Bowfin require a little courage to catch. A remnant of a prehistoric era, the bowfin goes by a variety of common names including the dogfish, beaverfish, blackfish, choupic and grinnel. A predecessor to the modern day trout, the bowfin survived once the dinosaurs died out. Bowfins can be eaten, although catching them can be an experience befitting a wrestler, as they are known for headshaking, charging and and getting away. If you want to keep your bowfin, you are best served to club it in the head, stunning it and not killing it before cleaning it.
Scale the bowfin as soon as you catch it, using a scraper or butter knife. If you want, you can skin the fish completely and avoid the scaling. They are difficult to keep alive in a bucket or on a line like a calmer fish and they often die if they are clubbed and then brought back to camp.
Cut the fish starting at the vent, about 1/2 inch or less into the fish and moving your fillet knife up toward the head, forcing the knife up through the fins and to the lower jaw.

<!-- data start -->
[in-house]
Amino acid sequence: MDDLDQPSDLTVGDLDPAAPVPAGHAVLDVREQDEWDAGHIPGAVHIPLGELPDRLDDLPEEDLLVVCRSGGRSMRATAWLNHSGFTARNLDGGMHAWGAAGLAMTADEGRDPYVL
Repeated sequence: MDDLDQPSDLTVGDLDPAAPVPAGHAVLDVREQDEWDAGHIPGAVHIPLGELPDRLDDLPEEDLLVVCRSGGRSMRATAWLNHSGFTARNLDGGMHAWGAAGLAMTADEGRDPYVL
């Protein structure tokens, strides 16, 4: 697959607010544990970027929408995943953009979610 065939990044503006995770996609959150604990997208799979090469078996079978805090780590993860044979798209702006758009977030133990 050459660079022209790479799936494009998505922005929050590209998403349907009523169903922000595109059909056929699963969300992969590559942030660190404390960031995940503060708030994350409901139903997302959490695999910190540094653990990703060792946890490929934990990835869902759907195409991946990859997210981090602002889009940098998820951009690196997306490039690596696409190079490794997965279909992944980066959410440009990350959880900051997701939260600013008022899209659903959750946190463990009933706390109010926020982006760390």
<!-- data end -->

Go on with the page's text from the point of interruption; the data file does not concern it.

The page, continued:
Pull the guts of the fish out by reaching in and pulling them out at the base of the head. Pinch the spot where you feel everything connect, as you won't be able to see it. Pull as much out as you can and use your knife, if you have to, to cut the place where the connections are made.
Scrape out the liver and the swim bladder which are attached toward the center of the fish and to the backbone.
Cut off the gills of the fish as well as the head and the tail.
Fillet the fish immediately and put it on ice to keep them until you get back to your home or camp.
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